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Creators of TeleLingo, a Spanish Immersion Show for Children, Come to UC Merced

April 10, 2024
Speech therapists and TeleLingo creators Lorena Aceves Hernandez and Brenda Sanchez
Speech therapists Lorena Aceves Hernandez, left, and Brenda Sanchez created TeleLingo, an engaging Spanish immersion YouTube channel for children.

(Lee este artículo en español.)

Take the cultural rewards of preserving Spanish for babies and toddlers in a bilingual home. Bring in two speech pathologists steeped in techniques that make language learning irresistible for young minds. Sprinkle in bright colors, bold graphics and infectious energy. Bolt everything to the most powerful video-sharing website on the planet.

Add puppets.

The result is TeleLingo, a YouTube channel created to fulfill a need for Spanish-only educational videos, with content that uses evidence-based strategies to promote speech and language development.

TeleLingo’s two Texas-based creators will make a special appearance at UC Merced’s Bobcat Day on April 20. Lorena Aceves Hernandez and Brenda Sanchez will do a live performance based on their engaging videos. In addition to delighting all in attendance, they will provide parents and caregivers with tips and resources to use at home for their young ones’ bilingual journeys.

The one-hour TeleLingo presentation is the centerpiece of an event called Unity in Diversity scheduled for 1:30 p.m. in the UC Merced Conference Center’s Dr. Vikram and Priya Lakireddy Grand Ballroom. There is no admission charge but those who want to attend are urged to register .

The goal of TeleLingo isn’t just to immerse children from infants to age 5 in Spanish words and phrases. It also provides techniques for the adults so they can be effective teaching partners.

The word is getting out. TeleLingo’s YouTube channel has 16,400 subscribers and 3.4 million views across about two dozen videos. A companion Instagram account aimed at parents has more than 6,600 followers.

“It’s been amazing to have an impact on these young lives and their families,” said Hernandez. “This is not a typical career trajectory for a speech language pathologist.”

Text posted below each video is filled with instructions, do-this-at-home suggestions, addresses to resources, translations and a transcript.

The videos themselves are a carefully composed symphony of props, green-screen backdrops and graphics, along with two charismatic hosts. Hernandez and Sanchez talk straight to the camera, as if they and the child are in the same room. They point to their mouths to emphasize the shaping of a word. They ask the viewer to repeat a word and then wait a few beats – what they call an expectant pause.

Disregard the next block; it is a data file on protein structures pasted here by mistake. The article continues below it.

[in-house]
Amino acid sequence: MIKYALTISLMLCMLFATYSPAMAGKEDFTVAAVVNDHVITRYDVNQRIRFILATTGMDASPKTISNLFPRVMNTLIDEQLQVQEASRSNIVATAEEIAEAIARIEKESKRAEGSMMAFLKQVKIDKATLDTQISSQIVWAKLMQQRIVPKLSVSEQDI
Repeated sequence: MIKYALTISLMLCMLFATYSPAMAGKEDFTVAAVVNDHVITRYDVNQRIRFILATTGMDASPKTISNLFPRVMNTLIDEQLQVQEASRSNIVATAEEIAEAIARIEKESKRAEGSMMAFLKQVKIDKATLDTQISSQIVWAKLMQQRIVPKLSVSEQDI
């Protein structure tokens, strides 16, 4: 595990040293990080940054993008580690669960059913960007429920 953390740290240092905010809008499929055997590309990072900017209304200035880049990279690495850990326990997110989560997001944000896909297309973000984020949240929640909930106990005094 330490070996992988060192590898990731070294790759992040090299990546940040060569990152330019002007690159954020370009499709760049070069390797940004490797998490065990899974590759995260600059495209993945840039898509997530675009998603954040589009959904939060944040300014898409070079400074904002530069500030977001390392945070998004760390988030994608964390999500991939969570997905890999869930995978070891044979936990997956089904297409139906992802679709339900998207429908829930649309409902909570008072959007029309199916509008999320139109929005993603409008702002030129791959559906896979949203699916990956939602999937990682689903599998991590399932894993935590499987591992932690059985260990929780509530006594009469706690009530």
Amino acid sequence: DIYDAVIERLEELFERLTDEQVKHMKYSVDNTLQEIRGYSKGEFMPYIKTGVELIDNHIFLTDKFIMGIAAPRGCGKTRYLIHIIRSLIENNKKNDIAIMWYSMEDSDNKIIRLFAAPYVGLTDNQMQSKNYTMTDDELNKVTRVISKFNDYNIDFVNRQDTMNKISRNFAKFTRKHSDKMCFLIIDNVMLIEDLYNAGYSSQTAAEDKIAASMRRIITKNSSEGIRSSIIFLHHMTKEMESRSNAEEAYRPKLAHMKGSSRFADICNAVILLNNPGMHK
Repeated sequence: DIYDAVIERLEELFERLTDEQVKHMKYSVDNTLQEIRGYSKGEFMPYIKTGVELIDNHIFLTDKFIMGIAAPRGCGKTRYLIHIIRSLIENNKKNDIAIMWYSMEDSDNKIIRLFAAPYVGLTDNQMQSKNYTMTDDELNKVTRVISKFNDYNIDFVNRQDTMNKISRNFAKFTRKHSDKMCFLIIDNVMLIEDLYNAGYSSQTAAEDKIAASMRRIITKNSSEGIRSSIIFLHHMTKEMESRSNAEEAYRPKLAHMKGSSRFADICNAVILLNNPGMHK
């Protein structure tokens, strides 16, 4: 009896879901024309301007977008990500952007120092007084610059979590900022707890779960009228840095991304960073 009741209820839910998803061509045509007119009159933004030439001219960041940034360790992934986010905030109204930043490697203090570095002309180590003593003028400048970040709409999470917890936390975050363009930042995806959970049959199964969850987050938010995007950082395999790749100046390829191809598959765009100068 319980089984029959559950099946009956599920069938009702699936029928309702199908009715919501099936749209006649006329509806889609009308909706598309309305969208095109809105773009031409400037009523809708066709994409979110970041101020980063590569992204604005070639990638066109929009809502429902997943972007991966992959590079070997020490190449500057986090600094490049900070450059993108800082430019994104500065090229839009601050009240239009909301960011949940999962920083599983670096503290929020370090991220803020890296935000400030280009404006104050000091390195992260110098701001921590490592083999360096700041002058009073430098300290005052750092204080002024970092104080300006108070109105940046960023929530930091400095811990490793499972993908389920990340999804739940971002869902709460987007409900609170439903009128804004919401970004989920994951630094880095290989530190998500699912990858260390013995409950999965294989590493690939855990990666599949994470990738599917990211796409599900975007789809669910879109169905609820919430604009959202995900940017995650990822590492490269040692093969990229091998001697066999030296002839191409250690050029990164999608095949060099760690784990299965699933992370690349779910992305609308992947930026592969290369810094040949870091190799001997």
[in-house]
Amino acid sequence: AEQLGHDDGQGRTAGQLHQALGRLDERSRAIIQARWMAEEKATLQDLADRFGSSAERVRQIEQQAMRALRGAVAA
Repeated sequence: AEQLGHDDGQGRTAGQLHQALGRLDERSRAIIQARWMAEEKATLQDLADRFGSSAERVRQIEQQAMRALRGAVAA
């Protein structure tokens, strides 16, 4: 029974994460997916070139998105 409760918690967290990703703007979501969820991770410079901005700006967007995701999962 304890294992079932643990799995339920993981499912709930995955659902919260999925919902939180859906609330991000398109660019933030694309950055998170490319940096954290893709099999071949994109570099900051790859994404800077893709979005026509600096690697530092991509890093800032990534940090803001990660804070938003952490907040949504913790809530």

“The child is more likely to think, ‘Oh, they want me to respond,’” Sanchez said. “If you’re just talking all the time, the child is going to just sit and listen.”

Just as important, they don’t just run through words on a list; they put them in a context – a nursery rhyme, a song or story, descriptions of emotion, a trip to the beach.

Oh, and the puppets. Hernandez and Sanchez are assisted by Lily, a Muppet-like creature with lilac fur and a sky-blue nose, and an olive-green frog named Ana.

“We get so many messages that the kids are fans of these characters. They do their voices,” Hernandez said.

Assemble these elements, among others, and you have language modeling, a focused, repeatable approach that TeleLingo urges the kids’ caregivers to use.

It’s been amazing to have an impact on these young lives and their families.

Lorena Aceves Hernandez

Hernandez and Sanchez started TeleLingo in March 2023. They were inspired in part by teletherapy video connections they did during the COVID-19 pandemic. Then Sanchez, a first-generation Mexican American, was unable to find quality Spanish-only education videos for her young daughter. So, she and Hernandez made their own.

Many months later, a UC Merced staff member had a similar experience with her 2-year-old daughter. Dulcemaria Garcia, assistant director of outreach and engagement with the Calvin E. Bright Success Center, found TeleLingo. In January, as president of the university’s Language Accessibility Committee , she raised the idea of bringing Hernandez and Sanchez to the Central Valley.

“Even in my home, we don’t speak Spanish all the time. We’re always switching between Spanish and English,” Garcia said. “(The TeleLingo hosts) do such a good job of capturing not just the language, but the culture.”

“We really love what we’ve heard about UC Merced,” Hernandez said. “How diverse the student population is. How inclusive it is. We are so excited.”